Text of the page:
On Loving Kindness

/ September 20, 2017

‘It is very important to generate a good attitude, a good heart, as much as possible. From this, happiness in both the short term and the long term for both yourself
and others will come.’
– HH The 14th– Dalai Lama

Welcome to the new term and warm wishes to our new families and children! We also welcome Claire Moody, our new Bursar, who will be in school three days a week. She comes to us from the Towers Convent School, Upper Beeding, where she was Finance Manager and Assistant Bursar. I am extremely happy to have her in post.My last puja was around the subject and practice of kindness and friendliness, and the more I pick up from the news (in the guise of information) the more I am reminded of the essentiality of consciously developing positive traits.

In Buddhism, developing unconditional loving kindness (metta bhavana) is a concentration practice. There is a distinction between a meditation practice that develops concentration and absorption – such as metta practice – and insight practice (of which mindfulness is an important part) which cultivates the arising of insight into the true nature of all things and events.

In mindfulness practice we pay attention to whatever arises in awareness, in the present moment, and make that an object of meditation. In metta practice, we choose phrases such as ‘May I be happy’ as the object of meditation, holding those phrases in our hearts the way we would hold something precious and fragile in our hand. In other words, the development of metta is posited as a conscious activity, one which requires effort and care.

Practising kindness is part of our Buddhist ethos. As a school, our aims are:

  • To guide pupils to develop mindfulness, kindness and understanding, and apply these practices in their daily lives.
  • To provide an excellent academic education which enables children to develop positive learning dispositions, and to be challenged in ways that accord with their needs and potential.
  • To promote self-esteem by teaching emotional literacy and problem-solving skills, enabling children to reflect and learn from all their experiences and to transform conflict.
  • To constantly strive to create a nurturing environment in which positive, respectful relationships are developed among and between all tiers of the school: children, staff, parent community and trustees.
  • To give students positive experiences of nature and the outdoors, inspiring curiosity, wonder and respect for the environment.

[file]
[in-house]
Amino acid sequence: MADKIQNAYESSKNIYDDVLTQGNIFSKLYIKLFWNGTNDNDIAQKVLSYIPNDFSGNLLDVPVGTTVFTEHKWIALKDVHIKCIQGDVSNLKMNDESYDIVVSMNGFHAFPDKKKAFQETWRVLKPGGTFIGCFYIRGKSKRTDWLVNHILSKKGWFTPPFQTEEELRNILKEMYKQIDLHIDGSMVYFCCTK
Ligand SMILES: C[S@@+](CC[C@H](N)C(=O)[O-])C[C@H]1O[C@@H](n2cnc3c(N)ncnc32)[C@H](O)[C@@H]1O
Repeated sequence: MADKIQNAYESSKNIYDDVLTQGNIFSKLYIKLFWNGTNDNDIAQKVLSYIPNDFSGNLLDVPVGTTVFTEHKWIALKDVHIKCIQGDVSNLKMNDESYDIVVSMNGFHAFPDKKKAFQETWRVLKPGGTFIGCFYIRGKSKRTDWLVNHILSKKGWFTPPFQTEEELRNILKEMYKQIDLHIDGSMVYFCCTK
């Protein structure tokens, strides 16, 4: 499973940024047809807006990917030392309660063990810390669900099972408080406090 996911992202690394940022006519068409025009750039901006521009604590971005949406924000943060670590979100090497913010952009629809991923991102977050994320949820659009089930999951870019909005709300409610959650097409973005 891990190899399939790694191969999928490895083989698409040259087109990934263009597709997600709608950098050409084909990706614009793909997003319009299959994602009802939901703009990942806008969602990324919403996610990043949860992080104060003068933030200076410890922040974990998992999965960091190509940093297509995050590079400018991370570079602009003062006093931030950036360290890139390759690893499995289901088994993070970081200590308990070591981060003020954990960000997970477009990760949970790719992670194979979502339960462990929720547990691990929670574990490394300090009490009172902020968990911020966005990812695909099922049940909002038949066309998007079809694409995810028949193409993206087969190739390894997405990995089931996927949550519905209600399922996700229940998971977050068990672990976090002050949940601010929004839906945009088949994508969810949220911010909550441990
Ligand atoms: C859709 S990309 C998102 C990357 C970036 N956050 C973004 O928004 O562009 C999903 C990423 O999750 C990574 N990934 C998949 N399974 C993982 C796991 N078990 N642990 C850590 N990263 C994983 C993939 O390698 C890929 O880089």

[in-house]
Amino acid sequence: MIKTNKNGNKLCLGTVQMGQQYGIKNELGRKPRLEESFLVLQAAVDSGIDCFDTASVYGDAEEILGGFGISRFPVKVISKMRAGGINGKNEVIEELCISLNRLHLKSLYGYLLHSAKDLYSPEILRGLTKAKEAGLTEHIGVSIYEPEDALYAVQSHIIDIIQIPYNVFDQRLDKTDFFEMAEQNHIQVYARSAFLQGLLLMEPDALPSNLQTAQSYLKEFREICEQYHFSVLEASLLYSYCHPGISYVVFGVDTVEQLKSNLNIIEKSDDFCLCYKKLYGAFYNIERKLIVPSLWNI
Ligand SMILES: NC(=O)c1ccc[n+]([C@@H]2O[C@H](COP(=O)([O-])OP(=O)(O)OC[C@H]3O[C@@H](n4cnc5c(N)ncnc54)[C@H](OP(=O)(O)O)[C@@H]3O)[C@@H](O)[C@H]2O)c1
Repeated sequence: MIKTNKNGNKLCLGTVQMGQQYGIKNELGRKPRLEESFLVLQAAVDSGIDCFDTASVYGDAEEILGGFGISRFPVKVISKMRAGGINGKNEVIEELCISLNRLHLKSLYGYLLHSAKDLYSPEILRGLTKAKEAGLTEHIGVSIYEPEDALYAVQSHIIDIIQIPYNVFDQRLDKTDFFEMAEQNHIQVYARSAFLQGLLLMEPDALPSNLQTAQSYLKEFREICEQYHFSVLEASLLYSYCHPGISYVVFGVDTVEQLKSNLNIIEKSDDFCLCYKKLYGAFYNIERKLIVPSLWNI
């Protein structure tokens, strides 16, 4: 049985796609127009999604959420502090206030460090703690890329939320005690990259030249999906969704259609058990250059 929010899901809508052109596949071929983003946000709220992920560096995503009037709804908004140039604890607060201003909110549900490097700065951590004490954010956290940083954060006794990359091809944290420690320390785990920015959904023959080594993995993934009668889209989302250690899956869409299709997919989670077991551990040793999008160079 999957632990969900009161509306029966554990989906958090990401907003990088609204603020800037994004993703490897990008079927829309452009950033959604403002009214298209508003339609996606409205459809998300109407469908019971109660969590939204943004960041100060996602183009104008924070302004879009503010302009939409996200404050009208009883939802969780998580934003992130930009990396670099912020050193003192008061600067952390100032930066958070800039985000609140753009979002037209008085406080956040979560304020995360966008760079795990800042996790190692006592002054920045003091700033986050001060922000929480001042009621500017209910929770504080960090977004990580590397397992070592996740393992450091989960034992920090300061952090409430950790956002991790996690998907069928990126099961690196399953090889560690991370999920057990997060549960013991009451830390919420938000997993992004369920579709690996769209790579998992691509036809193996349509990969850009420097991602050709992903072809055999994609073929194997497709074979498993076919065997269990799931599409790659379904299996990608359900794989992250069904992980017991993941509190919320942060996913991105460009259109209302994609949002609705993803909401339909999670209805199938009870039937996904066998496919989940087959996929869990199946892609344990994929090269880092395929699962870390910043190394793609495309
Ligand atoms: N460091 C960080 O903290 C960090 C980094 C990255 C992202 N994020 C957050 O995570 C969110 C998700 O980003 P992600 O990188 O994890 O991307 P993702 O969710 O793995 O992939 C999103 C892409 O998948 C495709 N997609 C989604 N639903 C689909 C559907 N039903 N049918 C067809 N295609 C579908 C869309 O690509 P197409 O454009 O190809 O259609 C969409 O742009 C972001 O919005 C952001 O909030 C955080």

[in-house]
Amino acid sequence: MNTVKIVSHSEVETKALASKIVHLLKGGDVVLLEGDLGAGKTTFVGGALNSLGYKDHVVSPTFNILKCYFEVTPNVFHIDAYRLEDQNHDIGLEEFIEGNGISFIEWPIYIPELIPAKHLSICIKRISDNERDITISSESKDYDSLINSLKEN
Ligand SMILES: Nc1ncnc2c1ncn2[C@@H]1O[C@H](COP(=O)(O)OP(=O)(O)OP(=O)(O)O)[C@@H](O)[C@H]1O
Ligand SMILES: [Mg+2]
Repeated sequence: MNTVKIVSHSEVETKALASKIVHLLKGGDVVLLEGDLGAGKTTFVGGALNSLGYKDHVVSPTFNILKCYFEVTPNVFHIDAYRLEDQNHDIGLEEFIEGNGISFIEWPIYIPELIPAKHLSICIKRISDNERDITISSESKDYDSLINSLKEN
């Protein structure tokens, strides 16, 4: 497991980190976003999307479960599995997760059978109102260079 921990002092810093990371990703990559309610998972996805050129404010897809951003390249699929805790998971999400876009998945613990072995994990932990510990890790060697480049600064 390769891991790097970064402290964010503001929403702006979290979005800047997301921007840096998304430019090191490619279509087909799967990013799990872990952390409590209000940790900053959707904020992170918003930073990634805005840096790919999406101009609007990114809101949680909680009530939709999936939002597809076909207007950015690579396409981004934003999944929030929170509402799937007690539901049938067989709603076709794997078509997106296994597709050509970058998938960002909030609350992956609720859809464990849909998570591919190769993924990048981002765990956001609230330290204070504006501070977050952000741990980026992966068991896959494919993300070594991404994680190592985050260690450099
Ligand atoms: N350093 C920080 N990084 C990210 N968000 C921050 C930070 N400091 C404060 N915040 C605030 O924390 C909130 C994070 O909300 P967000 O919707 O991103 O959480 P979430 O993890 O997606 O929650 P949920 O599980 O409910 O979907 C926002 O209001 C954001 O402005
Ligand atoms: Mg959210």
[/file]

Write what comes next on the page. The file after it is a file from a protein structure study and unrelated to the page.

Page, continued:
What is also wonderful about developing kindness is that neurologically the evidence is that happier children learn better and that brains, especially young ones, are ‘plastic’. In other words, young people’s brains are extremely affected by outside stimuli and hormones that get released in response to those stimuli, positive or negative. Particular neural networks are enhanced and others are ‘pruned’ so that new behaviours, attitudes and actions occur. This is a process that happens all the time throughout childhood and beyond.

Experientially, we know that children readily mimic behaviours and attitudes and this can be put to good effect in the classroom or at home by ‘modelling’ whatever behaviour or attitude we would like them to develop. As children do not generally engage in substantial periods of meditation practice (one can hope!) the development of kindness and appropriate friendliness happens often in relationship with others, and through guided reflection.

It is important to have a nuanced approach with young children and it is worth enquiring of ourselves: What is the kindest thing I can do in this situation right here and now? It may not be ‘giving in’, it may be a firmer approach. In terms of neural development and the development of habits, a longer term approach is probably more beneficial.

At school we have an array of creative methods to encourage children in developing these positive attributes and we have a behaviour policy which promotes positive discipline and is not punitive. We take the view that poor behaviour is a form of communication and that children want to behave well.

Our ethos and approach is being recognised by other organisations; at the end of last term, we entered the school into the Independent Schools Association (ISA) Awards 2017, in the category for ‘Excellence and Innovation in Pupils’ Mental Health and Wellbeing’. I am very happy to announce that we have now been shortlisted for this award along with two other schools and the winner will be announced in November.

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